Monday, October 26, 2020

MEET... Maggie Rogers

Some musicians will spend their entire music career patiently waiting for the moment when someone, whether a personal idol or just a prominent name in the industry, outspokenly acknowledges and praises their work. For Maggie Rogers, it was the complete opposite. Her “big break” came in 2016 when Pharrell Williams arrived at the Clive Davis Institute of Rock Music at NYU for a songwriting masterclass (unbeknownst to the students) and was left nearly speechless, claiming he’d never heard anyone like her before, by Rogers’s homework: a layered folk-pop track with breezy vocals called ‘Alaska.’ The interaction, which almost immediately went viral, ultimately launched Rogers into the spotlight - and rightly so.

Rogers, now a 26 year-old NYU Graduate and Grammy-nominated artist, had always been comfortable in her music, but the newfound attention that sparked from her interaction with Pharrell was of a different magnitude than what she was used to. Originally from a small town in Maryland, Rogers was raised by her working class parents who had continuously encouraged her to pursue her music interests. 

After winning a songwriting contest at Berklee College of Music, Rogers continued to learn and teach herself instruments as well as music programming and production, self-releasing her first folk album that would ultimately secure her place at NYU in 2012.

NYU Masterclass with Pharrell Williams and Maggie Rogers:

While at NYU Rogers had the opportunity to live her life as an average American university student and deal with two prominent emotions that were a result of it: self-doubt and self-discovery. Contemplating a career in music journalism, Rogers worked as an Intern for several music publications before ultimately self-releasing her second folk album in 2014. After struggling with writer’s block for several months following her second self-release, Rogers studied abroad in Paris and Berlin where she gained discovered a newfound love for electronic dance music, a trait that is especially noticeable in some of her discography as she merges pop and folk style and electronic style beats. 

...And then came ‘Alaska.’ While Rogers is commonly claimed as being “discovered by Pharell,” she holds her own with her own authentic, eclectic genre and ordinarily honest yet comforting lyrics. After being pursued by several record companies, Rogers signed with Capitol Records and released ‘Now That the Light is Fading,’ a five- track EP that merges her folk roots, her love of pop music and her desire to be unapologetically apparent in her lyrics. Whereas ‘Color Song’ allows Rogers to introduce the EP with her isolated folk-like vocals, ‘On + Off’ has an energetic, repetitive cycle type beat with attention-grabbing drums and lyrics about “coming up slowly, high on emotion.”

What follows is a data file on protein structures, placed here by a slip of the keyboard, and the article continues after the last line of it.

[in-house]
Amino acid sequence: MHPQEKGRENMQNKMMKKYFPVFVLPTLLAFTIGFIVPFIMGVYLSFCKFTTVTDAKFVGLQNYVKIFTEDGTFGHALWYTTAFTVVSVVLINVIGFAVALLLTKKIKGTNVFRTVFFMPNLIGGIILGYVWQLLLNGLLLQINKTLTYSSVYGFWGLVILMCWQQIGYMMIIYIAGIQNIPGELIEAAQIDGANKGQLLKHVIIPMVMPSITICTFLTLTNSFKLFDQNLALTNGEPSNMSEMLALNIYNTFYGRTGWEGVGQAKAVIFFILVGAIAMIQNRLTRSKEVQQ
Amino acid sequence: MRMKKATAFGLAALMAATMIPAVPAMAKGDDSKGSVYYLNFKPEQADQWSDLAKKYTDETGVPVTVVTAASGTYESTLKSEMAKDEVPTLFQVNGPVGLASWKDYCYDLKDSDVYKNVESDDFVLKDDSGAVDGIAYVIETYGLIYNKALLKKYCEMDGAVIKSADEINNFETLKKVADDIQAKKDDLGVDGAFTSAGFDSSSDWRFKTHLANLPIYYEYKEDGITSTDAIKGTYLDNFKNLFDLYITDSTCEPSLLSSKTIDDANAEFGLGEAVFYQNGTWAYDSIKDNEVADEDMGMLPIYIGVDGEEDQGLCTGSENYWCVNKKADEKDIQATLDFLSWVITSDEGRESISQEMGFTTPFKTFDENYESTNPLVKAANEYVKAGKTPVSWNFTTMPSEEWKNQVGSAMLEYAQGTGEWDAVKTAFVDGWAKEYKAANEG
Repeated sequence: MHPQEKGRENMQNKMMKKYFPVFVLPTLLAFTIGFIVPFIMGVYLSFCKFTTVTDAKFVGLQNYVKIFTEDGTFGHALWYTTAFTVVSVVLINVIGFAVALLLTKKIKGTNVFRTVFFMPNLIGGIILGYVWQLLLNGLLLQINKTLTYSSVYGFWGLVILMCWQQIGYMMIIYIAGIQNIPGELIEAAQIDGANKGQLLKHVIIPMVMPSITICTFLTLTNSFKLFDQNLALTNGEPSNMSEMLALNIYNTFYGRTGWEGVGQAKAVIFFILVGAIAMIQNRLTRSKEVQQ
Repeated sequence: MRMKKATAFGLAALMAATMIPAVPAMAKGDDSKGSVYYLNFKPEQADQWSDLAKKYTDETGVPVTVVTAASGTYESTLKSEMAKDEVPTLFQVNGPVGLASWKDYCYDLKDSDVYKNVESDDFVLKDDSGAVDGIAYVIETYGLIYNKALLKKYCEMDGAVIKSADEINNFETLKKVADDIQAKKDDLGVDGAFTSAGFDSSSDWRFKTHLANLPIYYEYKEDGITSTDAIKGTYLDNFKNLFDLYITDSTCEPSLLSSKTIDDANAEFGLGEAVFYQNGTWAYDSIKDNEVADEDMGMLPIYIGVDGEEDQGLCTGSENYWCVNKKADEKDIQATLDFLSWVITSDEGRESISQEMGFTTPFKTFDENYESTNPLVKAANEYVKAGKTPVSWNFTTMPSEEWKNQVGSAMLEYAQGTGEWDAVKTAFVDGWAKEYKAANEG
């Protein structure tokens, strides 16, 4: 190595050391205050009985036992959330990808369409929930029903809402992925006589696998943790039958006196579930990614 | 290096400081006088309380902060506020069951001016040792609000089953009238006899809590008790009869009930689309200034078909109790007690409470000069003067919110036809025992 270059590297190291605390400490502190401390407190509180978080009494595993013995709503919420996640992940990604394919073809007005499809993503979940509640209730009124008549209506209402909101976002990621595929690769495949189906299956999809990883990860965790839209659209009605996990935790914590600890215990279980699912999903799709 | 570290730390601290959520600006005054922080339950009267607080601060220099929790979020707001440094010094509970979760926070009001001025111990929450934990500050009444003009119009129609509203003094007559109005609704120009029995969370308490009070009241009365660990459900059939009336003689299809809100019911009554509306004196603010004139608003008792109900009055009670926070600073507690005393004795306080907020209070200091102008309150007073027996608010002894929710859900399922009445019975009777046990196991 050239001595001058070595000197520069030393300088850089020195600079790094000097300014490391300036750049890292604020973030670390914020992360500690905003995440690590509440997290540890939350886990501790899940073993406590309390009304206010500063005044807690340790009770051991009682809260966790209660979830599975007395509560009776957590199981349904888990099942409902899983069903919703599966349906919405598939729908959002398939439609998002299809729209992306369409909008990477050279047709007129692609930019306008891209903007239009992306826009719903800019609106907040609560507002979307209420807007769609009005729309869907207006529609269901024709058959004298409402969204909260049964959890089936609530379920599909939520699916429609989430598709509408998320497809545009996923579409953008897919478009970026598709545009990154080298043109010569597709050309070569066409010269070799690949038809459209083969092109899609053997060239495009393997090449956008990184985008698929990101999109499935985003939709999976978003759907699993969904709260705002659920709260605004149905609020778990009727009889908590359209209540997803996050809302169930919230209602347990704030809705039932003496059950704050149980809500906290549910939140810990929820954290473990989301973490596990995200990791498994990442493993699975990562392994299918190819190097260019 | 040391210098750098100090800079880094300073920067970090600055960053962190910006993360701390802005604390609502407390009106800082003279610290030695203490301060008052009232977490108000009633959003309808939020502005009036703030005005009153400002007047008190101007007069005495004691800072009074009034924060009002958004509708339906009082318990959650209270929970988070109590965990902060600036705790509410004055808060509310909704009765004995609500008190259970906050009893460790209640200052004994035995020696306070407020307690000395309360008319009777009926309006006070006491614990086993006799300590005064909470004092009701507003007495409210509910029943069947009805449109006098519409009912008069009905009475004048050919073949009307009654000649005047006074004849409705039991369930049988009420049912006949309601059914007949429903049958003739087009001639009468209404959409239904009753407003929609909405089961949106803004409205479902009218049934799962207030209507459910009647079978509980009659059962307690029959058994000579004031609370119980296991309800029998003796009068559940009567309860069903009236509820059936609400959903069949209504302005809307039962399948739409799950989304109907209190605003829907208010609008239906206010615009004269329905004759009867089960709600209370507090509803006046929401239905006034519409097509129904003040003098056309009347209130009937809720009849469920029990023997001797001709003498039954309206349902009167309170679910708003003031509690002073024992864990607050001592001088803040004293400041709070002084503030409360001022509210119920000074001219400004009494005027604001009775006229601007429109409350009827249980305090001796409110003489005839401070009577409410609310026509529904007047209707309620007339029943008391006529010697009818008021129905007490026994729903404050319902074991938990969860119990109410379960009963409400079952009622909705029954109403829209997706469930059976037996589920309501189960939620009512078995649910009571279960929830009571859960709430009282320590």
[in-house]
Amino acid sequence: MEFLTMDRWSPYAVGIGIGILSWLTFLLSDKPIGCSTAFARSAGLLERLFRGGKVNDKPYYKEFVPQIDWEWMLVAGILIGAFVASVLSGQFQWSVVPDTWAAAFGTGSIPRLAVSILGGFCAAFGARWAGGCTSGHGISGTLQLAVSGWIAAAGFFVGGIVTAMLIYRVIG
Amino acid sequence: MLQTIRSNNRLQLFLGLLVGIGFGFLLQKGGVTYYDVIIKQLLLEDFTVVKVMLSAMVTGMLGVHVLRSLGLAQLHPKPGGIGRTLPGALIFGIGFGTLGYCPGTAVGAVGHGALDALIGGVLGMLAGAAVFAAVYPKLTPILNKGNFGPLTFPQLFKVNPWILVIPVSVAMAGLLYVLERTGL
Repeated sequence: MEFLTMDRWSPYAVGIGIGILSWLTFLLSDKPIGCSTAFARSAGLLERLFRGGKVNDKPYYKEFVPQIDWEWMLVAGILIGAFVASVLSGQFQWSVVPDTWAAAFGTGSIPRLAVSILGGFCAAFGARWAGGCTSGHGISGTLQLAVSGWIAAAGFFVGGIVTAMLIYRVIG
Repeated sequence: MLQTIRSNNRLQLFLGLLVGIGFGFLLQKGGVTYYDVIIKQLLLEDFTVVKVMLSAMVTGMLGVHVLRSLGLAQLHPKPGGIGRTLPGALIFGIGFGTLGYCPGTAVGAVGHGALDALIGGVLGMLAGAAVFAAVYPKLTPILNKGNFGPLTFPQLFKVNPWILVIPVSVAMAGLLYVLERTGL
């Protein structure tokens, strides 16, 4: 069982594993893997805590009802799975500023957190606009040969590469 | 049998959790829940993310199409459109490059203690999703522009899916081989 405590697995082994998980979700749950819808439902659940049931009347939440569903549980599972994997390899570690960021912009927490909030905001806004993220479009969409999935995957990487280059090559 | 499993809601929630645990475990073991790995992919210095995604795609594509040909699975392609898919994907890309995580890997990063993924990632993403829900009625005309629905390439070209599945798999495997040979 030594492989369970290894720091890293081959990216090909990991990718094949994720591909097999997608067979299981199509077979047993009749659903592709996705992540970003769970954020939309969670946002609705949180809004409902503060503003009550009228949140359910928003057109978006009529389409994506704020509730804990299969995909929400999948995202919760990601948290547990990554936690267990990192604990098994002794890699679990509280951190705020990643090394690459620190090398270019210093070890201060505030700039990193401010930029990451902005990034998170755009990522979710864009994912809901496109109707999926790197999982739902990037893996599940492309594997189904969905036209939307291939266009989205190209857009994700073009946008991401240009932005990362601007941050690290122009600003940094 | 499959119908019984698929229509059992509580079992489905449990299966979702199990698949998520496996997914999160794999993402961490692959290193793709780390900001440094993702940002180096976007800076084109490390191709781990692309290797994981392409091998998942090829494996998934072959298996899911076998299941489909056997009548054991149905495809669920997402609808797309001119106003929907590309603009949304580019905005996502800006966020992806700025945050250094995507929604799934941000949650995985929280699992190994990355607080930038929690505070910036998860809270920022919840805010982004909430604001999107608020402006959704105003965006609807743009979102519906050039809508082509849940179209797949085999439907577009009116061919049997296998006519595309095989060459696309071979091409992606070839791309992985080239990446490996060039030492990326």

Her studio album ‘Heard It in a Past Life’ was released in 2019 and offers listeners an introspective outlook on her life - both as a songwriter who spent her time writing songs in her Maryland bedroom and as a viral sensation launched into the spotlight and gaining the attention of hungry music labels. 

The album debuted at number two on the Billboard charts and was met with positive reviews from a wide range of critics and music publications. With Lorde and Stevie Nicks type of influences, the album encompasses retro, folk, pop genres and emotions that have somewhat become Rogers’s signature brand.
‘The Knife,’ presumably named after the lyrics about “the knife of insight tore it’s way in me” has a retro feel and powerful vocals about self-reflection. ‘Past Life’ is a stripped back piano ballad that alludes Rogers’ anxious feelings about her viral rise to stardom and the aftermath with lyrics like “I could feel the changes coming, I could feel the shadow coming.”

Maggie Rogers Fallingwater music video:

‘Fallingwater,’ a kind of counterpart to ‘Past Life,’ feels somewhat like a spiritual awakening as Rogers belts lyrics about falling into shadow-like feelings over a light piano and drum percussion. Rogers not only directly refers to one of her influences, Stevie Nicks, in ‘Retrograde’ but also seems to accept her fate to “come out of the darkness” with upbeat vocals and equally upbeat base track.

The ending track ‘Back In My Body,’ however, is probably the best track that fully summarizes the album: telling the very true story of Rogers’s real disconnect and sudden onslaught of overwhelming feelings while touring places like London and Paris to promote her EP. Although Rogers had suddenly become an up-and-coming artist that intrigued everyone from fans to music industry professionals alike, her talent shines possibly most powerfully in her acoustic set such as her NPR tiny desk concert.

Regardless of her reputation or Pharrell’s praise for the young songwriter, Maggie Rogers continues to make her music feel like an authentic and cathartic conversation with herself, at times filled with self-doubt yet still ready for self- discovery regardless, and making us - the listeners - feel and listen well.

Maggie Rogers tiny desk concert

- Emily Savidge
Twitter: @emilysavidge 

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